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Image / Editorial

4 Things You Need To Know About Your Lady Garden


by Grace McGettigan
22nd Feb 2018
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We need to talk about vaginas for a moment. There’s much chatter in movies, on TV, and even among men in the pub about what a vagina should look like, how it should smell, the way it should feel to the touch. But what gives them the right? Unless they’re trained gynaecologists, what business is it of theirs to comment on our bits?

Uninformed words can make perfectly normal, healthy women feel self-conscious, even worried, about our own bodies. Jokes and jibes about vaginal odour and discharge can leave us filled with doubt and embarrassment – especially if it’s something we’re already insecure about. So, yes, we need to talk about vaginas – about how the ‘weird’ thing you’re worried about is actually super ordinary. Or, how the thing you thought was ‘ugly’ is actually just the way vaginas are. Equip yourself with the facts, feel confident that you’re not the only one – and then all of the scriptwriters and men can zip it.

Why is my vagina so dry?

Vaginal dryness can happen to women at any age, and according to a survey carried out by Regelle last year, 70% of the 500 Irish women surveyed had experienced it. It can be caused by something as simple as an overly fragranced body wash, or from not being fully aroused during sex. Other times it can be a side effect of breastfeeding, or of cancer treatments including chemotherapy and radiotherapy. However, the biggest cause of all is menopause. As oestrogen levels decrease, the vagina can dry out. This can be uncomfortable, possibly even painful, but no matter what the cause – it can absolutely be fixed. Water-based lubricants are available from almost every pharmacy in the country and are completely safe to use with condoms, unlike oil-based ones that can break down the latex. Vaginal moisturisers are helpful too – not only do they lubricate the entire vaginal passage but they can also restore your natural pH. Spend time on foreplay to ensure you’re fully turned on before having sex. If you’re still finding it dry and uncomfortable, don’t be afraid to visit your GP or gynaecologist. They’ll definitely have dealt with the issue a bunch of times before, so they’ll offer you the best advice, 100% judgment free.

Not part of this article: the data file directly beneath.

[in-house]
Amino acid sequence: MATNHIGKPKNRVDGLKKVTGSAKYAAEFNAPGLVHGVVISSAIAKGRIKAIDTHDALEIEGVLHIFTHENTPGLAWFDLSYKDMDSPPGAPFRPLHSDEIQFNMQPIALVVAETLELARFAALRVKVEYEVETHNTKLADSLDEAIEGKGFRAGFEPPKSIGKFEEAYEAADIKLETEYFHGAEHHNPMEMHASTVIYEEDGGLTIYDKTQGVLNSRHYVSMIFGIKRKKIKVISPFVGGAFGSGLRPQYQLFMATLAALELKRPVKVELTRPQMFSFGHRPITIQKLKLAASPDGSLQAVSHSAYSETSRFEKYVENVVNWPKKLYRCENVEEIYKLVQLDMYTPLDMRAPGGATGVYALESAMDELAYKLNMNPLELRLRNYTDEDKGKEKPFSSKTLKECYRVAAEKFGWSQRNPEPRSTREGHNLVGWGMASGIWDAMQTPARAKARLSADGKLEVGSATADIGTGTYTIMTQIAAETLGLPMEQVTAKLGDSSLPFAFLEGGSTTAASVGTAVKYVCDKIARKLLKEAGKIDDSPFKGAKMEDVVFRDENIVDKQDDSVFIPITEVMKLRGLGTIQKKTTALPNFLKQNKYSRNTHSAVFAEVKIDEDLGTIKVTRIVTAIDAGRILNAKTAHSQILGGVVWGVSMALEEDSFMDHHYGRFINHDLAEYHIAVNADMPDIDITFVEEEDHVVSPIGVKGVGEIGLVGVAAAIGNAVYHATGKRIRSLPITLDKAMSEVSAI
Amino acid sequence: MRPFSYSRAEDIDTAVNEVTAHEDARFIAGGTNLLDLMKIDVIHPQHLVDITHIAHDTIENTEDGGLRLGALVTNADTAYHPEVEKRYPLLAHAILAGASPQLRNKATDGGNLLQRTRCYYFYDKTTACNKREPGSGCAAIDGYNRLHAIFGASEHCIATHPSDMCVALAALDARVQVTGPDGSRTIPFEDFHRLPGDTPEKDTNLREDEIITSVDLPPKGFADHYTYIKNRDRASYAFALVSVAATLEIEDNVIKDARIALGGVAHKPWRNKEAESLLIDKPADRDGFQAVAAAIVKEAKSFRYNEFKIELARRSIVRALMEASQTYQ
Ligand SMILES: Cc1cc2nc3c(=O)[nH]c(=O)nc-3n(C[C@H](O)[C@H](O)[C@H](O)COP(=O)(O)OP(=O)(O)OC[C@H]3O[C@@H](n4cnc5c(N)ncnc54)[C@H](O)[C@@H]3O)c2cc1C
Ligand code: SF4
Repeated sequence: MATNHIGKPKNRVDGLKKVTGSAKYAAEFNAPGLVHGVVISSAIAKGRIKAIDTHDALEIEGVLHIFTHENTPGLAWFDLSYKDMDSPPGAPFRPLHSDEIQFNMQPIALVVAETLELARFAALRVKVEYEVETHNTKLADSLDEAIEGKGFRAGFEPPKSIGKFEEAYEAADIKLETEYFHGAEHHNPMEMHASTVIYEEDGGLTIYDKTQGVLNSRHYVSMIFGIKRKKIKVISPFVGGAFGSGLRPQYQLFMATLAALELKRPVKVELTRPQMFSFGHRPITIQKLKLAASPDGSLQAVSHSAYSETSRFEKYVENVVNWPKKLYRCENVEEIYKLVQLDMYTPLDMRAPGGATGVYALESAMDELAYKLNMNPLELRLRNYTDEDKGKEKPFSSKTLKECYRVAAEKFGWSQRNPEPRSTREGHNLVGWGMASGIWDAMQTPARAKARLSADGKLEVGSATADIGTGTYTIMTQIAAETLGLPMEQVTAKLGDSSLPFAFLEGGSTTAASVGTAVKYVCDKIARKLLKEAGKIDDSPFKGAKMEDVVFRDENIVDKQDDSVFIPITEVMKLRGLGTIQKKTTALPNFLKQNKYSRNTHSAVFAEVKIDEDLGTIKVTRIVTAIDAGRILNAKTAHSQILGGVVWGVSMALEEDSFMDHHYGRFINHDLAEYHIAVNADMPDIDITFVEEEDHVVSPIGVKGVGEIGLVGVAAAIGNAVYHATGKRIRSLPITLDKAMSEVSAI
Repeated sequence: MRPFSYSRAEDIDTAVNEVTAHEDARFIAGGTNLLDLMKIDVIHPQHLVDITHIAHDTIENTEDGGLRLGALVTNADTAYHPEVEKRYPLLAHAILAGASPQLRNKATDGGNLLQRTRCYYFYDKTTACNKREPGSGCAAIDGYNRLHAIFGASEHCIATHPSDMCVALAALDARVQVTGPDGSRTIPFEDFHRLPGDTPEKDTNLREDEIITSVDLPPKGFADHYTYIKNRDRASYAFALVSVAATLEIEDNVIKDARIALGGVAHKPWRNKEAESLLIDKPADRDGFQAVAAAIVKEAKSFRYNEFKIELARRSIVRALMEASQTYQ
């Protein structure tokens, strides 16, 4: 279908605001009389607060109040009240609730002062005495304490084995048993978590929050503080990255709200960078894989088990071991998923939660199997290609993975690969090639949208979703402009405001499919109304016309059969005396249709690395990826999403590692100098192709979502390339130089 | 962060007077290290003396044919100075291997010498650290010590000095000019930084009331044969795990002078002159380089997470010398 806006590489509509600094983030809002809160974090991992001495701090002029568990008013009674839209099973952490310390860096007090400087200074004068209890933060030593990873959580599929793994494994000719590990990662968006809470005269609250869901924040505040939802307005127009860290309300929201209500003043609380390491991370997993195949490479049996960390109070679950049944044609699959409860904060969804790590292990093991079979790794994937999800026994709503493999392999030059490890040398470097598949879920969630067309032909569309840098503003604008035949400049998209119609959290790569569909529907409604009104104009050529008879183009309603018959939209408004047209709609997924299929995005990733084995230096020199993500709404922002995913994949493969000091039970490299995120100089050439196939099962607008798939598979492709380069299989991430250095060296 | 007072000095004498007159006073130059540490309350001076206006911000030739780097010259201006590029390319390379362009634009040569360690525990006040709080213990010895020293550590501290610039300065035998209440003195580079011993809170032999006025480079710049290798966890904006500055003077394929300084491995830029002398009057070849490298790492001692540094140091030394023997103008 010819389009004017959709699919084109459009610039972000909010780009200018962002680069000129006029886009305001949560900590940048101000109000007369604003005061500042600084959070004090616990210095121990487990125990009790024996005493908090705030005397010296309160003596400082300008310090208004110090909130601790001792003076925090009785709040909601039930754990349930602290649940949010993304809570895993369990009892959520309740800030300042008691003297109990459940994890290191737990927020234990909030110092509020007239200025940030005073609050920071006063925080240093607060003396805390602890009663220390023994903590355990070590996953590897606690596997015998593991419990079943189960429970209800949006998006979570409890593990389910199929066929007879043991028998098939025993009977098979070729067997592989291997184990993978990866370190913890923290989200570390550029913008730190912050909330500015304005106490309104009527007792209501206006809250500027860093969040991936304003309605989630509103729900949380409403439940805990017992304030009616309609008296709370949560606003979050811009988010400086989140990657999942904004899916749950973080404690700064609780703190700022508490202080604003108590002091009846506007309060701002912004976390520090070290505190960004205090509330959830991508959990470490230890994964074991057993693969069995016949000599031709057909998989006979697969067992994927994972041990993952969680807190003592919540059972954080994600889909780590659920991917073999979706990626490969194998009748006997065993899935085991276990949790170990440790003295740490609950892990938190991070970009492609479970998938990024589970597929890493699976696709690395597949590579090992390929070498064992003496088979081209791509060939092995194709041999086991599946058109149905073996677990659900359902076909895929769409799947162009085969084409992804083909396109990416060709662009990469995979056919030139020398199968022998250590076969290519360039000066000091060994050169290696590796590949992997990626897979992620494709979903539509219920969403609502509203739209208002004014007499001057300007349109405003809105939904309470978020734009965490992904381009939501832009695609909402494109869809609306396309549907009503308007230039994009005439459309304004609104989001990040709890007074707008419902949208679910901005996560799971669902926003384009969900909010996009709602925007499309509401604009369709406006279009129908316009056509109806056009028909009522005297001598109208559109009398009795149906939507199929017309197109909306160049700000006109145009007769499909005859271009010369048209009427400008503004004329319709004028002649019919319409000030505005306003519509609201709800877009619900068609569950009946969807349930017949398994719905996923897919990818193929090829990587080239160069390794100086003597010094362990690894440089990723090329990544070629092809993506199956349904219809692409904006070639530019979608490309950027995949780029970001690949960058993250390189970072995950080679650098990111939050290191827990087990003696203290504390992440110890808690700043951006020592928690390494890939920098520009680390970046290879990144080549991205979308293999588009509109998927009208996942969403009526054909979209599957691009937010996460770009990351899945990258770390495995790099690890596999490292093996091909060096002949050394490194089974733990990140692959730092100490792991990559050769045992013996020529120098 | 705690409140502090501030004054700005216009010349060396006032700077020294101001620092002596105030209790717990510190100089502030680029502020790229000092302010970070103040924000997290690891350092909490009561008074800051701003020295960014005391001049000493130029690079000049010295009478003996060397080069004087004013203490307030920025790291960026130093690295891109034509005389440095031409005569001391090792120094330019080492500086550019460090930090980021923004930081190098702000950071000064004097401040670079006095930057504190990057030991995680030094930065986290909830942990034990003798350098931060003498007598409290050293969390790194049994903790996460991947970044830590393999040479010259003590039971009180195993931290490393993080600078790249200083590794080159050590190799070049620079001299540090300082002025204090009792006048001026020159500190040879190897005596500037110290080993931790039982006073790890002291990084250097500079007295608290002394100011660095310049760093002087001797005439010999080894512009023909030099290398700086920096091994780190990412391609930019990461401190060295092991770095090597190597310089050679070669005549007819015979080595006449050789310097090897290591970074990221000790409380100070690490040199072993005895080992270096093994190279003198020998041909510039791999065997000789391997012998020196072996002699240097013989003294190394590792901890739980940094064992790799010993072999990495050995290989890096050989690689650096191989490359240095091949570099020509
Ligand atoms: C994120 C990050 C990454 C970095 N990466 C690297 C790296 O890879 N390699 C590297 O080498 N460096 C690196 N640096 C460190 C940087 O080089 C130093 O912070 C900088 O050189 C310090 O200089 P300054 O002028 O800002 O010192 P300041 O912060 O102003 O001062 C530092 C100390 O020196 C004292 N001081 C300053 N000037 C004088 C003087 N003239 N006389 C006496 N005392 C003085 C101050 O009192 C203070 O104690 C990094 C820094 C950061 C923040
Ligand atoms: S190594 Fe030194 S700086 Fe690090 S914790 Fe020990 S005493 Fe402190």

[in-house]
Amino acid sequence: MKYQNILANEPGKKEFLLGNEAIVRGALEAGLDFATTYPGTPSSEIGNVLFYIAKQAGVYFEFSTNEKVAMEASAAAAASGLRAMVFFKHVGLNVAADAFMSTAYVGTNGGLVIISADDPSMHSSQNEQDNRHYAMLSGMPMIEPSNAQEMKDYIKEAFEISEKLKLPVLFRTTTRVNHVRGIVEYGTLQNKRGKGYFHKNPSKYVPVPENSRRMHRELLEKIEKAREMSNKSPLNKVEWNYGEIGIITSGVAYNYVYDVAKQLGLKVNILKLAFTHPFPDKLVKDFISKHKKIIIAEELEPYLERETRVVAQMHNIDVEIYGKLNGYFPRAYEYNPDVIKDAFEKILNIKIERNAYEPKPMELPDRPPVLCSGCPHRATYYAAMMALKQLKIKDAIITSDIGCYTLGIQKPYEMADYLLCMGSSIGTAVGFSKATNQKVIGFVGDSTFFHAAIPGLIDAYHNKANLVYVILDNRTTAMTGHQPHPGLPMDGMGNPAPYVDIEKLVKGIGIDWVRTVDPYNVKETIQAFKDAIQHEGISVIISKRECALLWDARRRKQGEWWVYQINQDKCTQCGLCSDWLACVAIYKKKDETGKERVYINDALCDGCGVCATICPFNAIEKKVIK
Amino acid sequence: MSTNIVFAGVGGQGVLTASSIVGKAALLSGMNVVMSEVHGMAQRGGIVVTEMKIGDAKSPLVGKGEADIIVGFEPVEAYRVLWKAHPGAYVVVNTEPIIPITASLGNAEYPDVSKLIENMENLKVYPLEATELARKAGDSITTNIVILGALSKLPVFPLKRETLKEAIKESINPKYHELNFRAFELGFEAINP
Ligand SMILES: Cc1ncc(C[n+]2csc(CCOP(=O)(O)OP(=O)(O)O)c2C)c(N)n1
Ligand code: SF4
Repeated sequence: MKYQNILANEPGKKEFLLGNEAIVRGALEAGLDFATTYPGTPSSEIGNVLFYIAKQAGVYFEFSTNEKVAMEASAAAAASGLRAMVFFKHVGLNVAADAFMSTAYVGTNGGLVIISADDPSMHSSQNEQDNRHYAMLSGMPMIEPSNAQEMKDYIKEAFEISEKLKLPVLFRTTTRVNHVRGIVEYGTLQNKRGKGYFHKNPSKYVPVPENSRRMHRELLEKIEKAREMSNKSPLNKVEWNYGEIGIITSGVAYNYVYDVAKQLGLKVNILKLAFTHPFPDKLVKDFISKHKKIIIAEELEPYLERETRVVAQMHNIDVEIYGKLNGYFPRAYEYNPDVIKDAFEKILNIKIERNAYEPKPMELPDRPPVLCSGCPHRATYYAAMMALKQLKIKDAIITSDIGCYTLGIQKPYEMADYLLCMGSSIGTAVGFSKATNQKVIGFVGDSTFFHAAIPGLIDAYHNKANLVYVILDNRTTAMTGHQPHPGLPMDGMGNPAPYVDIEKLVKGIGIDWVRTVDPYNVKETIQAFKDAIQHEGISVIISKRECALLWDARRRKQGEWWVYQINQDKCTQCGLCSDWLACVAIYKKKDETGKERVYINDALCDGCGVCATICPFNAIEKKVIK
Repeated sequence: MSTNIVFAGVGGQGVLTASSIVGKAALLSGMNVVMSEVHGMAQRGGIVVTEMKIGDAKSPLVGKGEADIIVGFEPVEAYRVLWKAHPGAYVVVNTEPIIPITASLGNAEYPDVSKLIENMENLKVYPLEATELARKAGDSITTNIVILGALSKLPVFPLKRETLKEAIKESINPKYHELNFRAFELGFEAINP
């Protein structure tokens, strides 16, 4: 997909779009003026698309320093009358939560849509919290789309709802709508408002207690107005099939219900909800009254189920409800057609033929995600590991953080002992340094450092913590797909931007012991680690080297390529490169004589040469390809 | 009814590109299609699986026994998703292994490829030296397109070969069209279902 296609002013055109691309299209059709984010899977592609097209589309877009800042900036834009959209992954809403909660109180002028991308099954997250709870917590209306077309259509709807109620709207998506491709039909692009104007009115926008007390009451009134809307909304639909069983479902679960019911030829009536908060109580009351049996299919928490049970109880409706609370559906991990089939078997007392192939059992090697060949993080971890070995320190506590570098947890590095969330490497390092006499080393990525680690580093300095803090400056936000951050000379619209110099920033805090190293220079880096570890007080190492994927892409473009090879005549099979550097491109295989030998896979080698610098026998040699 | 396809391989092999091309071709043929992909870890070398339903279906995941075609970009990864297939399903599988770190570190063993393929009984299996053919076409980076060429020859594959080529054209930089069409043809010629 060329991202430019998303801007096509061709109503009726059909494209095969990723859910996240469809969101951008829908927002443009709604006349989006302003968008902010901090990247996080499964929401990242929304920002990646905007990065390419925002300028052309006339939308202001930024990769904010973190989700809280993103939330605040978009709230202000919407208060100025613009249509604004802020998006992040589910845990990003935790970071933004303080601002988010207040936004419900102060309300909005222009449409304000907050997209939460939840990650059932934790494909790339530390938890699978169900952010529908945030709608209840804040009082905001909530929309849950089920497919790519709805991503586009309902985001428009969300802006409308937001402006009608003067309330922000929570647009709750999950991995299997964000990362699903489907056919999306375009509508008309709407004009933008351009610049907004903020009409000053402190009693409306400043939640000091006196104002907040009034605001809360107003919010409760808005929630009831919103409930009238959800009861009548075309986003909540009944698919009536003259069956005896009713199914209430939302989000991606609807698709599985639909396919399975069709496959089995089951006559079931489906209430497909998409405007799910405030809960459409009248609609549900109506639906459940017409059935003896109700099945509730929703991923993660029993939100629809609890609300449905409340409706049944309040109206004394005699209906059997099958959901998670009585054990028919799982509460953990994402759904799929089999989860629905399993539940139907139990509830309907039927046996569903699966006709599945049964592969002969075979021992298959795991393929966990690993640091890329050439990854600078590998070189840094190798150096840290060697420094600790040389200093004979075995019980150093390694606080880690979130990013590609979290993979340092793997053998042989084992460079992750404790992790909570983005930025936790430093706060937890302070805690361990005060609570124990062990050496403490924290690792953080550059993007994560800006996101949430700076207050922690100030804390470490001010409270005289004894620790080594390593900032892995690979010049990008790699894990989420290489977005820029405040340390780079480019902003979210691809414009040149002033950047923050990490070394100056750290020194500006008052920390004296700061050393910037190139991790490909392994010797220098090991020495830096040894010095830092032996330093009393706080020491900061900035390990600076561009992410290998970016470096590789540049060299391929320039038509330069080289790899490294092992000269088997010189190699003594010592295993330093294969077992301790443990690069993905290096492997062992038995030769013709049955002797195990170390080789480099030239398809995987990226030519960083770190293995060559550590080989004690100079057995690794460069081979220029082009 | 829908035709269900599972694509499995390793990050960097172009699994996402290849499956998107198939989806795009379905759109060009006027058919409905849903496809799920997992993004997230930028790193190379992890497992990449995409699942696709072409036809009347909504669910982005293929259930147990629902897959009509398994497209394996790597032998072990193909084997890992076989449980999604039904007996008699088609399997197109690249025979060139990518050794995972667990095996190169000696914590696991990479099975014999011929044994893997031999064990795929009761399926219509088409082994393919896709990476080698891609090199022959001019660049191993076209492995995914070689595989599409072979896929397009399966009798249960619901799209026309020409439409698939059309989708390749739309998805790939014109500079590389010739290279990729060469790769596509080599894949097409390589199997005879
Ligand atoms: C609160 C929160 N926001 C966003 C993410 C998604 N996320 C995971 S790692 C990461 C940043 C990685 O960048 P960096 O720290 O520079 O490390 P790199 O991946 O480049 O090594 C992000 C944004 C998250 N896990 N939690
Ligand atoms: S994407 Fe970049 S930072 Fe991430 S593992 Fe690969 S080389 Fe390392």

What’s the deal with discharge?

Women can be embarrassed about discharge but it’s very common and usually perfectly healthy. There’ll be more of it when you’re ovulating, and it’ll usually have the texture of raw egg white. It’ll then become more creamy and white as the month goes on. Hormonal imbalances caused by stress can also lead to discharge, as can hormonal changes around the time of your period. If you find this uncomfortable, wear a pantyliner to absorb the excess moisture and prevent staining. However, there are times when discharge is a sign of infection – so look out for additional symptoms. If you’re experiencing itchiness that just won’t go away, and your discharge is thick, you might have thrush. Around 75% of all women will get thrush at some stage, so this could be your turn. There’s no need to rush to the GP though. Pop to the pharmacy and pick up Canesten cream for external itching, and a Canesten pessary to treat the internal infection. Hey presto, you’ll be back to your old self in just a few days.

What’s that smell?

Everybody, whether male or female, has their own specific scent and it’s almost impossible to eliminate it completely. Regular washing with fragrance-free products can keep the odour from strengthening, but if you think it has changed or become unpleasant, it could be an indicator of bacterial vaginosis. BV is very common, particularly among women who are smokers or who have recently changed sexual partners. According to the HSE, approximately 30% of Irish women will experience it at some point during their life, as will 20% of pregnant women. It’s completely harmless and easily treated, so it’s nothing to worry about, really. With symptoms including a strong fishy smell, particularly after sex, and a white or grey watery discharge, it can be unpleasant, but usually all you need is an antibiotic.

Is there a ‘right’ shape?

Vaginas come in all shapes and sizes. Most women’s labia will be slightly thicker or longer on one side than the other, in the same way we’ve got one boob slightly bigger than the other. Some women’s inner labia hang down past the outer ones, while others are completely tucked in. There is no ‘normal’, which by default makes us all normal. Your vagina is probably a completely different size than that of the women next to you. According to Jillian Lloyd’s study in the British Journal of Obstetrics and Gynecology, the average length of a vagina is 9.6 centimetres, while the range is between 6.5 and 12.5 centimetres. Just as men’s penises are different sizes, so too are our genitals. We’ve all just got to embrace the unique bits that we’ve got.